The conclusion that the notice was "not in conformity with law and is void" as to the three ranges delivered on December 14, 1928, was justified. It is provided by G. L. c. 184, § 13 (later amended by St. 1929, c. 261) that no "conditional sale of . . . ranges or other articles of per-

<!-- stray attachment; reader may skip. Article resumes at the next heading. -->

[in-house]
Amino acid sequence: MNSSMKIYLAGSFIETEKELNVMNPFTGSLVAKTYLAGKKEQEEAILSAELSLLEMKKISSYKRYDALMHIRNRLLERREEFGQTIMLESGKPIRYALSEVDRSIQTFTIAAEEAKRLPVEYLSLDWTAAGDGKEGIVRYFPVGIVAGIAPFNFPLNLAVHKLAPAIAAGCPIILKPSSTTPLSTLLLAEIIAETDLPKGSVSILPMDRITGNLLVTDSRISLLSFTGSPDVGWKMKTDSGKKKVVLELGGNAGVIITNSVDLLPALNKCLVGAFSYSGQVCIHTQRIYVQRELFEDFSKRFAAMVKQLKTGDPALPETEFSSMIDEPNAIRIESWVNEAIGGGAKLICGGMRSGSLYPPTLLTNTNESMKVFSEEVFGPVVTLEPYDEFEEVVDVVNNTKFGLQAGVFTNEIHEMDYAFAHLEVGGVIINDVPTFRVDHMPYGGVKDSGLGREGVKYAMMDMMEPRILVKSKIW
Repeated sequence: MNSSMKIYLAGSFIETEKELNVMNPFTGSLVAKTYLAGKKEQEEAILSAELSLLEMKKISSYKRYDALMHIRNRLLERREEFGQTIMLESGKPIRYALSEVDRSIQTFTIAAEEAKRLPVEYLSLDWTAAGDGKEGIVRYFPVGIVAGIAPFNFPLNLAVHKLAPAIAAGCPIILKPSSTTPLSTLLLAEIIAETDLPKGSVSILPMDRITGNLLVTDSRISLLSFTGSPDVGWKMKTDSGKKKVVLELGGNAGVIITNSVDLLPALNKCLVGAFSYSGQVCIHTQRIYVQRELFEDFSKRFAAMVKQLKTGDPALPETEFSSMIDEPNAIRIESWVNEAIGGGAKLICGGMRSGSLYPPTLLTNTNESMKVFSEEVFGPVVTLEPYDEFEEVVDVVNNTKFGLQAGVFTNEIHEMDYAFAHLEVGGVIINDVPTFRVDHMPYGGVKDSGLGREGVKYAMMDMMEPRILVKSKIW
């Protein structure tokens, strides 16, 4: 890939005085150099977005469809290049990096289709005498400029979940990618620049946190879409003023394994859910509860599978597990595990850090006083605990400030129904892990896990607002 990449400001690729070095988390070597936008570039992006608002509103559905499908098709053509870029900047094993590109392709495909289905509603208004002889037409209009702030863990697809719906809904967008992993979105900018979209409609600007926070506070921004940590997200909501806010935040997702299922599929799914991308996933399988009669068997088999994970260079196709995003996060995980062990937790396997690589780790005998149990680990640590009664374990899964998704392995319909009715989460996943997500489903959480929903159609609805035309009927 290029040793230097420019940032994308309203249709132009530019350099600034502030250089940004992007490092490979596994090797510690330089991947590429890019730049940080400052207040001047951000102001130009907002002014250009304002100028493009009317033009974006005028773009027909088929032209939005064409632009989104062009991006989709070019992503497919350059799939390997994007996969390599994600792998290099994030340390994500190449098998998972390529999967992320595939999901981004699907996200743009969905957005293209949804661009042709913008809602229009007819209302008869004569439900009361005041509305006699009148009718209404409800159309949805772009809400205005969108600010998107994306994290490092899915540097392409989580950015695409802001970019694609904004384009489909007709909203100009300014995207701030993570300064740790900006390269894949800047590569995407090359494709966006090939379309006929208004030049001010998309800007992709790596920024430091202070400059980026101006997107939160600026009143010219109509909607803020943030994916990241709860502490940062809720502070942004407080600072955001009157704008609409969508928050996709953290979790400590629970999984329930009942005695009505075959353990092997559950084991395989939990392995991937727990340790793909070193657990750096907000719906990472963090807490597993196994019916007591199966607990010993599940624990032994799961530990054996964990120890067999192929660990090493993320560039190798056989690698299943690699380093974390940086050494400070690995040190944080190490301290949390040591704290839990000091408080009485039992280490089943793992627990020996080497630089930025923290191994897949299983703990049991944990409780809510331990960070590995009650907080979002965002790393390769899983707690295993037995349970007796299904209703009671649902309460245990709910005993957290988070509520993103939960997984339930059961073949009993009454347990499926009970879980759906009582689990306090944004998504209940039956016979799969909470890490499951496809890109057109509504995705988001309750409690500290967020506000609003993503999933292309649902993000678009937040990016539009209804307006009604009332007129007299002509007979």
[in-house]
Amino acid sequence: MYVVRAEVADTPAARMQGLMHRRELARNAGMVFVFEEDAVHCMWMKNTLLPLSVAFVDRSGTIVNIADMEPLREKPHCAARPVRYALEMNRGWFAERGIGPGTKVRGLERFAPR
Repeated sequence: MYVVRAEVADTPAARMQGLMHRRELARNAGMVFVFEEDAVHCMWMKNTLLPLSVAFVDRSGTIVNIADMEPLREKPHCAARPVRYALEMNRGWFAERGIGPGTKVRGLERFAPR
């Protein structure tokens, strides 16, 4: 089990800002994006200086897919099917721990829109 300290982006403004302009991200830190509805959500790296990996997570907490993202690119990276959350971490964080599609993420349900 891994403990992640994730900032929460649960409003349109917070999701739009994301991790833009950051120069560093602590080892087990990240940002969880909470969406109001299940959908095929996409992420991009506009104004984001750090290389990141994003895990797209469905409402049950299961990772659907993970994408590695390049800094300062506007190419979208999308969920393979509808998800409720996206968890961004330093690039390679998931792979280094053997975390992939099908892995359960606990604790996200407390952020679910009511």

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sonal property, which are afterward wrought into or attached to real estate, whether they are fixtures at common law or not, shall be valid as against any mortgagee . . . of such real estate, unless not later than ten days after the delivery thereon of such personal property a notice such as is herein prescribed is recorded in the registry of deeds . . ." and that the notice "shall contain . . . the terms of payment and the amount of such purchase price remaining unpaid, and descriptions, sufficiently accurate for identification, of such real estate and the personal property delivered or to be delivered thereon." If there was an agreement for the conditional sale of the nine ranges, according to the terms of the notice, the notice was filed too late since it was filed more than ten days after the first six ranges actually were delivered. Automatic Sprinkler Corp. of America v. Rosen, 259 Mass. 319 , 322. If, on the other hand, there was an agreement in effect covering only three ranges the notice did not contain a description thereof "sufficiently accurate for identification" or a correct statement of "the amount of such purchase price remaining unpaid." The amount stated purported to be that remaining unpaid for nine ranges, and the notice did not identify the three ranges delivered on December 14 or indicate the part of the purchase price attributable to them. In either view of the case the notice was void. Its invalidity as a statutory notice was not waived by the plaintiff by his making further advances after seeing it.